food and gender

August 27, 2010


Whilst there are definitely men who embrace a veg lifestyle out there and women who get excited about a big ol’ hunk of meat, we’re still hit over the head left, right, and centre with the idea that certain foods are for men and others are a decidedly ladies-only affair.


You only have to look to advertisements on television to see items like yoghurt, chocolate, and sweet alco-pops being targeted at women.

Men though? Men eat meat. Because they are men. Rawr.

So, where did these gendered ideas come from and do they have any basis in reality?

I read a great article on Salon recently that got me pondering the question of how food gets gendered. Genetic differences? Gender socialization? Heredity? And what about the rest of the world?

  • There are some scientists whose research has shown that there is actually a genetic predisposition amongst us as to whether we enjoy sweets or meats. According to this research women are predisposed to prefer sweet tastes and to be more sensitive to bitter ones. Men on the other hand, are hard-wired to enjoy more bitter flavours. Imagine in your mind the sweet cocktails with names like My Pink Lady versus a nice big manly pint of bitter, hoppy beer. You get the picture.
  • There is also the evolution argument that rears its head and suggests that men and women have different physiological needs which determine why they prefer certain foods. According to this theory we’ve been predisposed to these preferences since cave-dwelling times, i.e. “Men, as hunters, see meat as a reward and also need more protein than women in order to build muscle mass”. Current trends suggest a continuation according to this research.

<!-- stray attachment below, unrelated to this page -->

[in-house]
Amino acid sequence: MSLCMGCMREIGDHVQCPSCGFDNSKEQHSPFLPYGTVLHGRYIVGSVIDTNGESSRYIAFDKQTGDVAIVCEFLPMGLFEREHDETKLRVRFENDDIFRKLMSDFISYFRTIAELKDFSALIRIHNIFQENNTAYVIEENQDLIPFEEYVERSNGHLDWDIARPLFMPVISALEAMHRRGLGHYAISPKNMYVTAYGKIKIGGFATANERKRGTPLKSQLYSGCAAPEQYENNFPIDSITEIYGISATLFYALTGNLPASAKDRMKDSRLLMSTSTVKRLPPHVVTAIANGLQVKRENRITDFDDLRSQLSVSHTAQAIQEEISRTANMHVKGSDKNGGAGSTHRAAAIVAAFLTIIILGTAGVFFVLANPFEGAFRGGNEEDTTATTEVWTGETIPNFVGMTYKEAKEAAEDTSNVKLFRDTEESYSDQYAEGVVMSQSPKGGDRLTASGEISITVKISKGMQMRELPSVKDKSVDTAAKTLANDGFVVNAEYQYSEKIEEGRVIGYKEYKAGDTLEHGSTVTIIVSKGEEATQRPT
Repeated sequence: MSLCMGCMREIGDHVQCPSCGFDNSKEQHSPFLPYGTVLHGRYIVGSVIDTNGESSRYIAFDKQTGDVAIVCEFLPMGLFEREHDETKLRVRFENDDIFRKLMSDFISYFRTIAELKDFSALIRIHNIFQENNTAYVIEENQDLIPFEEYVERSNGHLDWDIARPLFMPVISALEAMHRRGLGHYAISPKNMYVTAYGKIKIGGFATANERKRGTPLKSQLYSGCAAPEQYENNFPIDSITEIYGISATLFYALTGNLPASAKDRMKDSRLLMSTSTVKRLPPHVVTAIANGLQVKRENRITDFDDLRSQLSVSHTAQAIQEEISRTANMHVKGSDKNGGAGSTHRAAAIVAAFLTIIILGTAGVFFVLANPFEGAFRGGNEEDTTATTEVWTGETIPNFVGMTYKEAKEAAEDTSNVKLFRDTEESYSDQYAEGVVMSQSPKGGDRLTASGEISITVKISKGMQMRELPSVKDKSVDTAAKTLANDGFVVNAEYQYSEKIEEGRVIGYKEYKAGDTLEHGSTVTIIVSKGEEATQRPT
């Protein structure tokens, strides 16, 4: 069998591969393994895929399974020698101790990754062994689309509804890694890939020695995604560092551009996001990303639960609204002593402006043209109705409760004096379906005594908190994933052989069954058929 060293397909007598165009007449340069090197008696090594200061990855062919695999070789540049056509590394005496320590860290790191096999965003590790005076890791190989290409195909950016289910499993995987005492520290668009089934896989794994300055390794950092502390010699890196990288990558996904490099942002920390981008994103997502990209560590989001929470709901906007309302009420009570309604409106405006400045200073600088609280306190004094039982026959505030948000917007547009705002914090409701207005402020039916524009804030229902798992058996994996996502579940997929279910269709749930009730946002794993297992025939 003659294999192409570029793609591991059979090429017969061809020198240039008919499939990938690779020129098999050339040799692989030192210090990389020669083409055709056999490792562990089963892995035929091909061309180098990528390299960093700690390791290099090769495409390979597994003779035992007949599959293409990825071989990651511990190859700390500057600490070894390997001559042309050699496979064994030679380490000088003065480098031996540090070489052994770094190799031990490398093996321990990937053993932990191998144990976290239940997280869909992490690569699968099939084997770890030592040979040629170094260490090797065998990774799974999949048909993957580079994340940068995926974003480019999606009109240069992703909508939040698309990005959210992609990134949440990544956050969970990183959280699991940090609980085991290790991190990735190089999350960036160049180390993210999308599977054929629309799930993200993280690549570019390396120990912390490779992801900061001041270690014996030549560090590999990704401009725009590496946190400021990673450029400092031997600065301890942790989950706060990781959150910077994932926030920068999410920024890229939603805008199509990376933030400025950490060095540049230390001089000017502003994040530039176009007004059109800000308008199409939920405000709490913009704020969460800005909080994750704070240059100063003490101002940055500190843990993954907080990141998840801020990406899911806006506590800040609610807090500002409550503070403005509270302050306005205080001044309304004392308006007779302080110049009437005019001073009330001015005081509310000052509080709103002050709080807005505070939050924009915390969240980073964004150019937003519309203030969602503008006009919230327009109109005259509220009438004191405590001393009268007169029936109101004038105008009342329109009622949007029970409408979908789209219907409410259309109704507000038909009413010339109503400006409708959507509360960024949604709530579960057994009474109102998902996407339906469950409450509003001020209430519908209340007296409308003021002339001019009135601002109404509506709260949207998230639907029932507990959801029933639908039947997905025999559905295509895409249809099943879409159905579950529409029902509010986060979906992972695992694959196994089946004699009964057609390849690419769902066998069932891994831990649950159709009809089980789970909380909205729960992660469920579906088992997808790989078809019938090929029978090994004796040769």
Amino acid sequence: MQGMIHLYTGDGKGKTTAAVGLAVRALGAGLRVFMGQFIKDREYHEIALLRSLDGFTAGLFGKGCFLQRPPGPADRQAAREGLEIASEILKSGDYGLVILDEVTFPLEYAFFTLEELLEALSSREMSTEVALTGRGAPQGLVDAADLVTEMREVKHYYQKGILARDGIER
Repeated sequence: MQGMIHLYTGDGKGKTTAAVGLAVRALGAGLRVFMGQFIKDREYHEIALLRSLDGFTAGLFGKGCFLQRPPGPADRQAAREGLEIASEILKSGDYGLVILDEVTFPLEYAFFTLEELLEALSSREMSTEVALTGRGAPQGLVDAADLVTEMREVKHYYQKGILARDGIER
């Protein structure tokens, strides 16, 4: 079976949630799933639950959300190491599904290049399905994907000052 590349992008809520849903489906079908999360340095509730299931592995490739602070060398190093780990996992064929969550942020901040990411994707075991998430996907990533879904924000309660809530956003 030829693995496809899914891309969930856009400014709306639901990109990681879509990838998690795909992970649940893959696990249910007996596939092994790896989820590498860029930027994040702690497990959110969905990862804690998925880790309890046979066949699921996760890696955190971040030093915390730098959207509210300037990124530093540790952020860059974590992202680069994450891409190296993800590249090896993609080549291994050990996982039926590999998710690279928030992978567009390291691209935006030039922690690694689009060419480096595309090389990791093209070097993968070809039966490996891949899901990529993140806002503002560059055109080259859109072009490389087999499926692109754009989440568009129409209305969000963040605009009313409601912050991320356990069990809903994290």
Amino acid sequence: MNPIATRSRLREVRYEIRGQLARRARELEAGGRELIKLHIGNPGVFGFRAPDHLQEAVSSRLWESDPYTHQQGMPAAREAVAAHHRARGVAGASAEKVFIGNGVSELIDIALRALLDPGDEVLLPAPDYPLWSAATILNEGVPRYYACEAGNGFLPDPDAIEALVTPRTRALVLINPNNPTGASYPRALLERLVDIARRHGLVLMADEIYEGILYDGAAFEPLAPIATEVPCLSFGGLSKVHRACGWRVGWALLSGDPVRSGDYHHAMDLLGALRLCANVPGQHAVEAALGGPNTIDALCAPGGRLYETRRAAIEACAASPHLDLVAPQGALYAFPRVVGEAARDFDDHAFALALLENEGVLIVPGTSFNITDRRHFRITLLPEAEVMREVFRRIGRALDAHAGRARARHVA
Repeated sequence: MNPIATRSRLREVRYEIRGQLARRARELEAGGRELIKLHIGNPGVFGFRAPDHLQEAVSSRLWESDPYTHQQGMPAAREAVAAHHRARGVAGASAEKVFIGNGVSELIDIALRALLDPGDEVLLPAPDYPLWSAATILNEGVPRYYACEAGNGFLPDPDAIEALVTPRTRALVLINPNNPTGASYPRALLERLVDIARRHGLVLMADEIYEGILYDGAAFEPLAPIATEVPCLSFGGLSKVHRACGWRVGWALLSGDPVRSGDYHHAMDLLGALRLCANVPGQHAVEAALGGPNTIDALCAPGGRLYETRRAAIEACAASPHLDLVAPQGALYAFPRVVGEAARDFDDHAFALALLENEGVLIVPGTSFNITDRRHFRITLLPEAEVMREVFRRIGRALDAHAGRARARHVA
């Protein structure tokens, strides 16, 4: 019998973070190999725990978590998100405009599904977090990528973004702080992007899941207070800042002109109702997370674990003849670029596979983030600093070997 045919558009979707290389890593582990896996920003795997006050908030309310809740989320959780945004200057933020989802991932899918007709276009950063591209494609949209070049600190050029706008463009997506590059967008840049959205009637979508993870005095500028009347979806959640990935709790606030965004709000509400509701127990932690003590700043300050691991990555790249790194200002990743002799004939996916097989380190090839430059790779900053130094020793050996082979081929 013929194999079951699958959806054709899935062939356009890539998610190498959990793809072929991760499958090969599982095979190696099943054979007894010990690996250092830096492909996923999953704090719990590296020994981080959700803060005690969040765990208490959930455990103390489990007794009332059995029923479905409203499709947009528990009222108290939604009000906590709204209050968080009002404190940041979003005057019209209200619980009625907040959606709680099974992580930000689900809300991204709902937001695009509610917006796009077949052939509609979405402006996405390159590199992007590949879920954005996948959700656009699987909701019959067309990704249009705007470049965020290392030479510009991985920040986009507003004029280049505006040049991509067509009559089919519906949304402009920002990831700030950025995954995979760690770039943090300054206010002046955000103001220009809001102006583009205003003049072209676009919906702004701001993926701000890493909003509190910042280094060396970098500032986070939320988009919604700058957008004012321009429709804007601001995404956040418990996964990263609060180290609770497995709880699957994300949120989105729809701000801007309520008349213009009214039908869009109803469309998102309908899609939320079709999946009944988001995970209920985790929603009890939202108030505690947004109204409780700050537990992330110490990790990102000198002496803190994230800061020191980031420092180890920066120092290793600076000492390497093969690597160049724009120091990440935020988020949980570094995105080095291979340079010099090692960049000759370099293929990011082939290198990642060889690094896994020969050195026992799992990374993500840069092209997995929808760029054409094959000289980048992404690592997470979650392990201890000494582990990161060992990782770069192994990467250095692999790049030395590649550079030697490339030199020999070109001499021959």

• An interesting addition to this side of the argument is David Katz’s assertion that different hormonal compositions affect what foods men and women crave. He says that the foods that women crave during pregnancy and whilst they are pre-menstrual might affect the foods that they generally hanker for year-round. Interesting stuff.
  • And what about the rest of the world, beyond the United States’ borders? A Montclair University study found that 50% of American women craved chocolate while only 20% of men reported the same cravings. Unsurprisingly, things are different elsewhere. The same study in Spain found that an equal number of men and women craved chocolate and in Egypt, neither sex craved it. In another U.K. study it was found that school-aged boys prefer chowing down on sweets and fatty foods whereas girls were more willing to incorporate fresh fruits and vegetables into their diets.

It got me thinking (as the Salon author also pondered) about my own cravings, habits and customary behaviour with food. I certainly have a very sweet tooth in terms of full-on cravings, compared to my husband, lover of meat and hoppy beer.

I’m also very aware of how culture and society predetermines that I be conscious of my weight and appearance at a level and in a manner that men don’t quite experience in the same way. That surely affects some of my choices and “tastes”.

What about countries that aren’t as rich or developed as the U.S. or U.K.? Is food valued more or in a different way?

This is obviously such a huge area for discussion and something that I can’t go that deeply into in one post. Hopefully in time I can delve into it further. What are your thoughts?

Email this to someonePin on PinterestTweet about this on TwitterShare on Google+Share on FacebookShare on RedditShare on StumbleUpon

Previous post:

Next post: